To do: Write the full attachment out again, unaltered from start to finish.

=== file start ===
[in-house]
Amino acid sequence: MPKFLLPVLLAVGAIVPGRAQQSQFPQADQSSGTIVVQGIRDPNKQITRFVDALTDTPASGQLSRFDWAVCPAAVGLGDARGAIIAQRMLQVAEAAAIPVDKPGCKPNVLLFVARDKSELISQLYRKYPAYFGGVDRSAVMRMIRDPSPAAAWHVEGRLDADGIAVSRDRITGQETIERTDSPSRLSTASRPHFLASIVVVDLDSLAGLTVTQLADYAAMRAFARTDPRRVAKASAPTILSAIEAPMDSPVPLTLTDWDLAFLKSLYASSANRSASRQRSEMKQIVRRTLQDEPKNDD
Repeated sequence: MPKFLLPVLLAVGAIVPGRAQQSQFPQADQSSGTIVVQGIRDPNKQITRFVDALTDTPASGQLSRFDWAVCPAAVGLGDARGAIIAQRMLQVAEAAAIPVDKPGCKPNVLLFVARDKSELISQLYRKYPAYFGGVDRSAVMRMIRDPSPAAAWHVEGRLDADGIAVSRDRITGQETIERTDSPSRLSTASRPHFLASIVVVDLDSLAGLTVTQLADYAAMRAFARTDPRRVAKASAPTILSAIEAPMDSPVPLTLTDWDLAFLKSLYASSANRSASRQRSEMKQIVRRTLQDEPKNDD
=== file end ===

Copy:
[in-house]
Amino acid sequence: MPKFLLPVLLAVGAIVPGRAQQSQFPQADQSSGTIVVQGIRDPNKQITRFVDALTDTPASGQLSRFDWAVCPAAVGLGDARGAIIAQRMLQVAEAAAIPVDKPGCKPNVLLFVARDKSELISQLYRKYPAYFGGVDRSAVMRMIRDPSPAAAWHVEGRLDADGIAVSRDRITGQETIERTDSPSRLSTASRPHFLASIVVVDLDSLAGLTVTQLADYAAMRAFARTDPRRVAKASAPTILSAIEAPMDSPVPLTLTDWDLAFLKSLYASSANRSASRQRSEMKQIVRRTLQDEPKNDD
Repeated sequence: MPKFLLPVLLAVGAIVPGRAQQSQFPQADQSSGTIVVQGIRDPNKQITRFVDALTDTPASGQLSRFDWAVCPAAVGLGDARGAIIAQRMLQVAEAAAIPVDKPGCKPNVLLFVARDKSELISQLYRKYPAYFGGVDRSAVMRMIRDPSPAAAWHVEGRLDADGIAVSRDRITGQETIERTDSPSRLSTASRPHFLASIVVVDLDSLAGLTVTQLADYAAMRAFARTDPRRVAKASAPTILSAIEAPMDSPVPLTLTDWDLAFLKSLYASSANRSASRQRSEMKQIVRRTLQDEPKNDD